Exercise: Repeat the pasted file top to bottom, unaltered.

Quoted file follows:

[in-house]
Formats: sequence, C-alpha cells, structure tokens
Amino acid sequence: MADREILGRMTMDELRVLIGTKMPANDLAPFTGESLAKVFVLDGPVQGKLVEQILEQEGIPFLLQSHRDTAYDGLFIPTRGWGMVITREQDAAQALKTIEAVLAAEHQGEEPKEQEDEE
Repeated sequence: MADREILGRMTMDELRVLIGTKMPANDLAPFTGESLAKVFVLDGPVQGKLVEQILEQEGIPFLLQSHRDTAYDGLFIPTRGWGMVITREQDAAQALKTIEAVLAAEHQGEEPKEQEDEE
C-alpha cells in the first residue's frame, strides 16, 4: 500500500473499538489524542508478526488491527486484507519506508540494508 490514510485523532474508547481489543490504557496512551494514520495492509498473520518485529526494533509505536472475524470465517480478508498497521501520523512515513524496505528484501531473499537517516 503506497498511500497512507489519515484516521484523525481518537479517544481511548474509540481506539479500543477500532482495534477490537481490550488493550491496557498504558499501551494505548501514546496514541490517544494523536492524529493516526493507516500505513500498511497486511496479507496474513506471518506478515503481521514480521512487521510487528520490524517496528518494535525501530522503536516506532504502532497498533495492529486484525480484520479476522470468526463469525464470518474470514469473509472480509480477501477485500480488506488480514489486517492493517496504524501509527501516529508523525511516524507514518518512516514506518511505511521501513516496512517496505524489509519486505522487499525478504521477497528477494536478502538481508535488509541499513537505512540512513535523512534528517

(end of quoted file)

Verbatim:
[in-house]
Formats: sequence, C-alpha cells, structure tokens
Amino acid sequence: MADREILGRMTMDELRVLIGTKMPANDLAPFTGESLAKVFVLDGPVQGKLVEQILEQEGIPFLLQSHRDTAYDGLFIPTRGWGMVITREQDAAQALKTIEAVLAAEHQGEEPKEQEDEE
Repeated sequence: MADREILGRMTMDELRVLIGTKMPANDLAPFTGESLAKVFVLDGPVQGKLVEQILEQEGIPFLLQSHRDTAYDGLFIPTRGWGMVITREQDAAQALKTIEAVLAAEHQGEEPKEQEDEE
C-alpha cells in the first residue's frame, strides 16, 4: 500500500473499538489524542508478526488491527486484507519506508540494508 490514510485523532474508547481489543490504557496512551494514520495492509498473520518485529526494533509505536472475524470465517480478508498497521501520523512515513524496505528484501531473499537517516 503506497498511500497512507489519515484516521484523525481518537479517544481511548474509540481506539479500543477500532482495534477490537481490550488493550491496557498504558499501551494505548501514546496514541490517544494523536492524529493516526493507516500505513500498511497486511496479507496474513506471518506478515503481521514480521512487521510487528520490524517496528518494535525501530522503536516506532504502532497498533495492529486484525480484520479476522470468526463469525464470518474470514469473509472480509480477501477485500480488506488480514489486517492493517496504524501509527501516529508523525511516524507514518518512516514506518511505511521501513516496512517496505524489509519486505522487499525478504521477497528477494536478502538481508535488509541499513537505512540512513535523512534528517